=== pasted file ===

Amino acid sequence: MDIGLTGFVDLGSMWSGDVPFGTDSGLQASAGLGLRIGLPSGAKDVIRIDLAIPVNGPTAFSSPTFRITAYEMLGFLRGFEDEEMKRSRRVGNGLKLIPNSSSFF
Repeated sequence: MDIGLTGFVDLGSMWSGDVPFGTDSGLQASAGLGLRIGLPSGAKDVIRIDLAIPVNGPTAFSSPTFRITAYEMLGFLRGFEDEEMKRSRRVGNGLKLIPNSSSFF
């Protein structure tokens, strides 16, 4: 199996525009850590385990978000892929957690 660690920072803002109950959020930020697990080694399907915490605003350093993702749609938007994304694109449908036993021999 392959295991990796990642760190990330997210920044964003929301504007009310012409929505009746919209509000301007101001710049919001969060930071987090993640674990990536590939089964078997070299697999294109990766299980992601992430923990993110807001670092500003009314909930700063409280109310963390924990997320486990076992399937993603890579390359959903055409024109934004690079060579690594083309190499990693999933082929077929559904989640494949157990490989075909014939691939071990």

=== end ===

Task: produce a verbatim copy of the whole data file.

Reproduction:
Amino acid sequence: MDIGLTGFVDLGSMWSGDVPFGTDSGLQASAGLGLRIGLPSGAKDVIRIDLAIPVNGPTAFSSPTFRITAYEMLGFLRGFEDEEMKRSRRVGNGLKLIPNSSSFF
Repeated sequence: MDIGLTGFVDLGSMWSGDVPFGTDSGLQASAGLGLRIGLPSGAKDVIRIDLAIPVNGPTAFSSPTFRITAYEMLGFLRGFEDEEMKRSRRVGNGLKLIPNSSSFF
């Protein structure tokens, strides 16, 4: 199996525009850590385990978000892929957690 660690920072803002109950959020930020697990080694399907915490605003350093993702749609938007994304694109449908036993021999 392959295991990796990642760190990330997210920044964003929301504007009310012409929505009746919209509000301007101001710049919001969060930071987090993640674990990536590939089964078997070299697999294109990766299980992601992430923990993110807001670092500003009314909930700063409280109310963390924990997320486990076992399937993603890579390359959903055409024109934004690079060579690594083309190499990693999933082929077929559904989640494949157990490989075909014939691939071990």